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Patrick Goldstein and James Rainey
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How to survive seeing '127 Hours': Don't take your mother

October 14, 2010 |  7:00 am

James_franco OK, I confess. I spent much of my time cringing, covering my eyes and biting my fingers at a Tuesday night screening of Danny Boyle's "127 Hours," the film due out Nov. 5 about a hiker, played by James Franco, who gets trapped by a boulder in the middle of a Utah canyon and has to free himself by cutting off his own arm. After the screening was over, I discovered that I'd been biting my fingers so hard that my pinkie was bleeding -- though I guess I should consider myself fortunate, because after one of the film's first screenings on the festival circuit, there were three faintings and a seizure.

Perhaps you're made of stronger stuff than I am, and maybe you'll be able to handle the film's graphic scenes better than I did. After all, the film does have an uplifting ending, even if, as Variety delicately described it, the finale "comes at the expense of the hero's right arm." My only advice is not to take your mother to see the movie. That, I discovered, was a totally misguided idea, even before she began lobbing punches at me during the screening -- punches that were surprisingly on target, considering she had her eyes covered with her purse. In her defense, let me just say that my mother is an avid moviegoer who probably sees more films than anyone but Roger Ebert. Her tastes are pretty wide-ranging. She loved "The Hangover," was a big fan of "The Town" and "The Social Network," but she also haunts the art-house circuit, religiously seeing the latest documentaries and foreign films.

Still, she has drawn the line at "Saw," so I should have known that the Boyle movie would be tough sledding, even if one of her favorite films was "Slumdog Millionaire." I called up my pal John Horn, who works with me at The Times and had seen the film in Telluride, to ask him if he thought my mother could handle the graphic scenes in "127 Hours." "Oh, don't worry, it's really not that bad," he told me about the severed-arm related issues. "It's not that big a part of the movie."

Because we anticipated that we might not be hungry after the movie, I took my mother out to dinner beforehand. Leaving the restaurant, she was accosted by a woman -- a complete stranger -- who told her that she looked like Meg Whitman, the GOP candidate for governor in California. My mother, being from Florida, had no idea what Whitman looks like, but being a lifelong Democrat, she didn't take it as a compliment. "Do you really think I look like Meg Whitman?" she asked. "Mom, she's a zillionaire," I told her. "The lady probably thought you looked like a real mover and shaker. After all, it isn't like she mistook you for Arnold Schwarzenegger."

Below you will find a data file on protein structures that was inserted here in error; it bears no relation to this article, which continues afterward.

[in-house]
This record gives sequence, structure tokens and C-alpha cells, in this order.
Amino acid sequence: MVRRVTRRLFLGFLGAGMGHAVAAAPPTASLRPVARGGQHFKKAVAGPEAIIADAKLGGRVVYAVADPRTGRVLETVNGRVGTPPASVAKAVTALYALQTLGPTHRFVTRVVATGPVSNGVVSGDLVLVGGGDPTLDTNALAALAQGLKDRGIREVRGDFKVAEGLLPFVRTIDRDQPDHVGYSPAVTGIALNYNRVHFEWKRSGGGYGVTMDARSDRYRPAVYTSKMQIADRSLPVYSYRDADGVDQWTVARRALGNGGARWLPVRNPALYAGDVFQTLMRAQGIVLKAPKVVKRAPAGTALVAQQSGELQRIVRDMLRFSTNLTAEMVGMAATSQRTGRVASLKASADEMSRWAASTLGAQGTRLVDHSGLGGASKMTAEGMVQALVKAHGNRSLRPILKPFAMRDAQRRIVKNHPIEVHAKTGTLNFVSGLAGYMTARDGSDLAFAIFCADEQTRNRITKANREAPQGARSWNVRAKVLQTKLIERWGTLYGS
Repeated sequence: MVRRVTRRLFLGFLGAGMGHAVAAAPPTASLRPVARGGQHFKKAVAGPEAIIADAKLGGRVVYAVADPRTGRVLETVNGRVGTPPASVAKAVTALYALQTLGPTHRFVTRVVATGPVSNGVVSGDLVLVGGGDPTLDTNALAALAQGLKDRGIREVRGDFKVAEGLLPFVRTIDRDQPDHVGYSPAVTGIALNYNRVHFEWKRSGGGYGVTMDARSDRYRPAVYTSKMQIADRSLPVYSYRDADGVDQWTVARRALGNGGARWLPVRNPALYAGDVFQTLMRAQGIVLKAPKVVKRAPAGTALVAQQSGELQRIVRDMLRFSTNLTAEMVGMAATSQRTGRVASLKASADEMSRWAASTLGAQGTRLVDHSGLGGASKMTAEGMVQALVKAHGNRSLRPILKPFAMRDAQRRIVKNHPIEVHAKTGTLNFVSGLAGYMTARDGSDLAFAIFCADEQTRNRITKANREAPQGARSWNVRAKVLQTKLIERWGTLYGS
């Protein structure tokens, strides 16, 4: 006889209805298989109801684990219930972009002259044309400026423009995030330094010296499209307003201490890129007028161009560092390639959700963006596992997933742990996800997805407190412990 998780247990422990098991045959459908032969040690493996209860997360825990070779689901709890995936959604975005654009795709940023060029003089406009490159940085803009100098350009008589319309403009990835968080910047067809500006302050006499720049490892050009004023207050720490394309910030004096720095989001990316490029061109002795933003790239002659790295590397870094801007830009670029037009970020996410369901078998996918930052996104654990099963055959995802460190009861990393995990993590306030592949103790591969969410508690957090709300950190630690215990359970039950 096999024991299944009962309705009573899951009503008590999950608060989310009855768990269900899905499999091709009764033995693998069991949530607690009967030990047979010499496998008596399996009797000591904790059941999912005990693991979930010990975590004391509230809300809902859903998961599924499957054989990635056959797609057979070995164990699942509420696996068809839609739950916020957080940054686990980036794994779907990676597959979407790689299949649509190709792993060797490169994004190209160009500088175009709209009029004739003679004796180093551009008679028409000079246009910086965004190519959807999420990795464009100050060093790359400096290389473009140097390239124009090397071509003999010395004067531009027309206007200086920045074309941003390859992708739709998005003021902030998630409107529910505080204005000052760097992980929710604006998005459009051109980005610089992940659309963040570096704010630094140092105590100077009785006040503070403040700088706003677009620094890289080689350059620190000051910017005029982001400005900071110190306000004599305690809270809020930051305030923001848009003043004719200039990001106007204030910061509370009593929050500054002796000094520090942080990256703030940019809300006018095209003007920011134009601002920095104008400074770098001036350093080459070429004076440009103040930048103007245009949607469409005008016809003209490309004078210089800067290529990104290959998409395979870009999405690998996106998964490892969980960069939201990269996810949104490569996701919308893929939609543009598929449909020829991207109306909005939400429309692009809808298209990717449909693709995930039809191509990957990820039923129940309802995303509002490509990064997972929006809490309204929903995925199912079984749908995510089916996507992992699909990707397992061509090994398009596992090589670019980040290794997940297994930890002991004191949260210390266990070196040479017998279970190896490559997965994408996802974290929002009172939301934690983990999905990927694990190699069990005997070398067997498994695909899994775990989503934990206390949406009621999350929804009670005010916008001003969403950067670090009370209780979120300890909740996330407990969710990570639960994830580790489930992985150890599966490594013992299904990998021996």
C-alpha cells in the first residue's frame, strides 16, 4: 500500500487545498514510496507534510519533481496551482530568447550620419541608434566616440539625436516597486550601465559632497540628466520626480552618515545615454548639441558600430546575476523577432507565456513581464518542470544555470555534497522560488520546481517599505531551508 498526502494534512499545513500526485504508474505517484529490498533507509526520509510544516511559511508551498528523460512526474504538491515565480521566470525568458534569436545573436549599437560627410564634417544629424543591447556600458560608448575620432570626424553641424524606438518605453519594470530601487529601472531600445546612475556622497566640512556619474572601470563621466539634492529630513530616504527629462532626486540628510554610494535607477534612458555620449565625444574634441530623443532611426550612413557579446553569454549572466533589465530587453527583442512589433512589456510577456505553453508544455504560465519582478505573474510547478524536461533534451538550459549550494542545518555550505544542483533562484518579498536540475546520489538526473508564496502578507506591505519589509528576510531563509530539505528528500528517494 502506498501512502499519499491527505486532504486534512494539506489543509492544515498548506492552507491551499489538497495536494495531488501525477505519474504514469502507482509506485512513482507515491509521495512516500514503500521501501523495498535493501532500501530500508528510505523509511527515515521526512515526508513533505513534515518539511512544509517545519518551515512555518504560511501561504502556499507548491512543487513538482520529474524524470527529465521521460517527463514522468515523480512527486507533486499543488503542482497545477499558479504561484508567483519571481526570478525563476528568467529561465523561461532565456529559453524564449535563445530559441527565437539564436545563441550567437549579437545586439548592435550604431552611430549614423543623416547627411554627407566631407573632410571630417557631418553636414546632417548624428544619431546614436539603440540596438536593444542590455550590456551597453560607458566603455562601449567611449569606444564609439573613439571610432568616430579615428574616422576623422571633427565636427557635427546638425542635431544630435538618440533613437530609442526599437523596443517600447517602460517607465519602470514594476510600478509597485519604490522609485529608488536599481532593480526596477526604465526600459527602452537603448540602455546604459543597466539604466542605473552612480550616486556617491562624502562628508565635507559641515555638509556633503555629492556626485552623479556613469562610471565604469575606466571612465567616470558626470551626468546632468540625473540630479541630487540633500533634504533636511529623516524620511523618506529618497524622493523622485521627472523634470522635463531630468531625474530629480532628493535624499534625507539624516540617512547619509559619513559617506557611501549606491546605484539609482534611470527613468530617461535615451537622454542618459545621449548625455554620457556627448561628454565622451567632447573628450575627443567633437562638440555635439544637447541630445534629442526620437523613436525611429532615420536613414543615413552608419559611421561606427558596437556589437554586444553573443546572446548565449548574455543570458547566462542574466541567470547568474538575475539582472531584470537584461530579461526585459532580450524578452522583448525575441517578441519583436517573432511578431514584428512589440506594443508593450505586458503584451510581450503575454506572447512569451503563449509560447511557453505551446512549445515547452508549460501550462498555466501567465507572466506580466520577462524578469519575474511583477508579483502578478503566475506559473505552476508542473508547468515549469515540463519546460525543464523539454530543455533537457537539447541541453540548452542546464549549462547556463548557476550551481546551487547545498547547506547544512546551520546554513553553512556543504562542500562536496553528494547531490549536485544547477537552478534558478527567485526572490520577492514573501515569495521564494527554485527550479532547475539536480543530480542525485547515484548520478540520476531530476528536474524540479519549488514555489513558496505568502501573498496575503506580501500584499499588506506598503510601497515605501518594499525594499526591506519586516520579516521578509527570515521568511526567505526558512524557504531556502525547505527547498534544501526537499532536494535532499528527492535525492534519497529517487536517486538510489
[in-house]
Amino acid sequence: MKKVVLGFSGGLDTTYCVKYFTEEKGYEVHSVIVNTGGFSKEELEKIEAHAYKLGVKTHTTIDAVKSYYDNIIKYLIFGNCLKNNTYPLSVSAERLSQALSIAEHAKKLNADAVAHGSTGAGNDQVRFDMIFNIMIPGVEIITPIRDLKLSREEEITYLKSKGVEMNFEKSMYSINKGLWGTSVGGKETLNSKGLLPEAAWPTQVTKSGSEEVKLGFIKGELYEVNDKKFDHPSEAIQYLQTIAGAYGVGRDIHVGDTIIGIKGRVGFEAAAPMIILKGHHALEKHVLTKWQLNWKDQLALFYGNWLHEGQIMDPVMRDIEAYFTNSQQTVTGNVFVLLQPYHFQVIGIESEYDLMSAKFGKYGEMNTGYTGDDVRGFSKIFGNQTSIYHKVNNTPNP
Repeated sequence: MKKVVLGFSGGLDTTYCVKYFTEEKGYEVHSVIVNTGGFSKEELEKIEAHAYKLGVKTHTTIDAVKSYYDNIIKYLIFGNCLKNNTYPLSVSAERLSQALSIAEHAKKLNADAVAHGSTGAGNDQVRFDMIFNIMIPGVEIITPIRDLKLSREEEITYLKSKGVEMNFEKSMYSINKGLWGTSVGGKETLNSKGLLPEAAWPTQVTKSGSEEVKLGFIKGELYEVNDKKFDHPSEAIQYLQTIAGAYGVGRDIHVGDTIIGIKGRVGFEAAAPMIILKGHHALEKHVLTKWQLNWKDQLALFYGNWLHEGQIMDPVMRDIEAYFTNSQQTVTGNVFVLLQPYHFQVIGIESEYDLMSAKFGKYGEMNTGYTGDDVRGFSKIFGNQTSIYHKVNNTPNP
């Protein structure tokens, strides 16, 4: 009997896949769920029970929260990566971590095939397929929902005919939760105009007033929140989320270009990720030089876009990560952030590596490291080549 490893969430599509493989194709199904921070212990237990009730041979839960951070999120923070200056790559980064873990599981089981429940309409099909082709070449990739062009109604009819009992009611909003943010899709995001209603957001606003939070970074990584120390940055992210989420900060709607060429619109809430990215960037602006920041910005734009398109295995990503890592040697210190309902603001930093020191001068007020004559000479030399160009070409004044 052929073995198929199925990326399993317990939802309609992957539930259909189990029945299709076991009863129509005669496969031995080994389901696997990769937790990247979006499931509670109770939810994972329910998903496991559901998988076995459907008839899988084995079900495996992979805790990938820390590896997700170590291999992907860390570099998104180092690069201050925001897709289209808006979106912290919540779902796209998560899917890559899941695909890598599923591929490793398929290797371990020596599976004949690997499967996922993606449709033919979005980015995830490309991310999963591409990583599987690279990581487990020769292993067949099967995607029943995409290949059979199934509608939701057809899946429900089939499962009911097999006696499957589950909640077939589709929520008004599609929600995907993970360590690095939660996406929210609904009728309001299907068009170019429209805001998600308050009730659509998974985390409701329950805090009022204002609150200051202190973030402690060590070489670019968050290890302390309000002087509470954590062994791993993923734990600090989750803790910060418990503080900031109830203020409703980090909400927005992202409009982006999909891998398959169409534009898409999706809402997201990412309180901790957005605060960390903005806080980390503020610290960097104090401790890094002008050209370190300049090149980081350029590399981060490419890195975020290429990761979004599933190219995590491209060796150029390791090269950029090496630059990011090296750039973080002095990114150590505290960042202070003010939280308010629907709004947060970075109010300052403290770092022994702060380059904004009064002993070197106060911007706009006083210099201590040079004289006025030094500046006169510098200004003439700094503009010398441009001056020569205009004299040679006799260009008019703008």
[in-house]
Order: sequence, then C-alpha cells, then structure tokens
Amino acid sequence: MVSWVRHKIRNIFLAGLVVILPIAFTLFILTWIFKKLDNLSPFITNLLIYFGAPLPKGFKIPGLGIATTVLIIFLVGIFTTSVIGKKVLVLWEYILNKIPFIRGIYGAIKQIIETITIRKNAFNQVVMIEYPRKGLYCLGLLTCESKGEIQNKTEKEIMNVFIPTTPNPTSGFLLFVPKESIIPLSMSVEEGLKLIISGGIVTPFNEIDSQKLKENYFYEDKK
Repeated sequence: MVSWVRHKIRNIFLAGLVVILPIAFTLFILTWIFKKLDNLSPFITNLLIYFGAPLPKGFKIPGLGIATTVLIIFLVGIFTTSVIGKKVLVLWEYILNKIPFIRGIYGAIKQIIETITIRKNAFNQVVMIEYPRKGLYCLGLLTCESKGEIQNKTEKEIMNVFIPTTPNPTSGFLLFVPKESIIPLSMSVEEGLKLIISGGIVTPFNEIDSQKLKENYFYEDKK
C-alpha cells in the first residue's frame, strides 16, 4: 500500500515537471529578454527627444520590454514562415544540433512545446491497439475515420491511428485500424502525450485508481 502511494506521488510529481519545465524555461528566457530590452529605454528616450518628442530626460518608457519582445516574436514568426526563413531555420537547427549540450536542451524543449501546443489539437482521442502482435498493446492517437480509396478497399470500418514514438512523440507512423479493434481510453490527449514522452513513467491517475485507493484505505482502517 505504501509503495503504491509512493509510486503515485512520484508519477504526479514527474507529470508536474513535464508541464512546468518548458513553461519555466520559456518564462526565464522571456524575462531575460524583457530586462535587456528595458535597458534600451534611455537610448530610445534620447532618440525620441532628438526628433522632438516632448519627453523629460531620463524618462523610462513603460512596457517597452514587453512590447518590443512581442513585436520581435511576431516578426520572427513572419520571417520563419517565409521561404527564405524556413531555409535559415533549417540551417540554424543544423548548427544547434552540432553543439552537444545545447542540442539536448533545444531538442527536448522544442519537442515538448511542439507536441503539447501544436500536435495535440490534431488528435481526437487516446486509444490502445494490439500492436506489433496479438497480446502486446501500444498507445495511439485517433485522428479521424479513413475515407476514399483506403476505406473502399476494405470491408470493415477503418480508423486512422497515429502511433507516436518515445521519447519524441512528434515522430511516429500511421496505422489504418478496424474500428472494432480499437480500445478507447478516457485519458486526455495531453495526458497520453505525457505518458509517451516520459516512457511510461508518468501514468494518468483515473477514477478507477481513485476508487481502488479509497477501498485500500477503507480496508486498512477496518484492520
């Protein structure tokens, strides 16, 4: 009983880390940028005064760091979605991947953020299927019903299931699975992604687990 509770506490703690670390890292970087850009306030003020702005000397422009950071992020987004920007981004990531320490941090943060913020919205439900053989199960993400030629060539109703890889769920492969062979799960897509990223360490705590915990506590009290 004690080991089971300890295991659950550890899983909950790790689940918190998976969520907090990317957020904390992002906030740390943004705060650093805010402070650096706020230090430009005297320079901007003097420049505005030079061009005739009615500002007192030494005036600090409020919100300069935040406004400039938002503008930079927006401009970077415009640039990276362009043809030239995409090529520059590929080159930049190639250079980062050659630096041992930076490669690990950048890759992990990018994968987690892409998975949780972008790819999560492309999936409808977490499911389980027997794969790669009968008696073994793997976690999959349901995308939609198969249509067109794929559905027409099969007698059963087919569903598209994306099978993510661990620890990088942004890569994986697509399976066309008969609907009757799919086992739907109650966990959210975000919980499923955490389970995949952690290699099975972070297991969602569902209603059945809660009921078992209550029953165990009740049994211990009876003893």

That's the thing about Jewish mothers -- there's just no pleasing them. I guess you could say the same thing about my mom's reaction to "127 Hours." Despite a stellar performance by Franco and all sorts of signature Danny Boyle filmmaking razzle-dazzle, all she could talk about afterward was, ahem, that severed arm. Finally, I just handed her the phone and had her call John, who, as turned out, was still at work, writing a piece about Danny Boyle, even though by now, he's written so many stories about him that he's practically Boyle's biographer.

"John," my mother said sternly. "How could you recommend that film? Nobody in their right mind would go see it. I can't imagine that it's going to make any money." (Everyone is a box-office pundit these days.) John offered some weak rejoinder, which only seemed to rev up my mother even more. "Let me ask you this," she said. "Would you take your mother to see that movie?"

John admitted that he wouldn't, but he quickly shifted into shameless flattery mode, telling my mother that he figured she could handle it, because she was clearly so much younger and bolder than his mom (which would be factually inaccurate on at least one point, though I won't say which one.)

That seemed to calm my mother down. By the time I dropped her off, she was almost back to normal. In fact, as we said goodbye, she recalled a poignant scene in the film in which Franco's character, thinking he was dying, was reminded that he'd never gotten around to calling his mother after she'd left him a message before he headed out for his weekend in the wilderness. It was a good lesson for all sons, she decided: Never forget to call your mother back. And I learned a valuable lesson too: Never take your mother to see a movie that might prompt her to slug you repeatedly. I've never felt luckier to have my right arm, but it's gonna be sore for a week.       

Photo: James Franco at a premiere of "127 Hours" in East Hampton, N.Y. Credit: Matthew Peyton / Getty Images           

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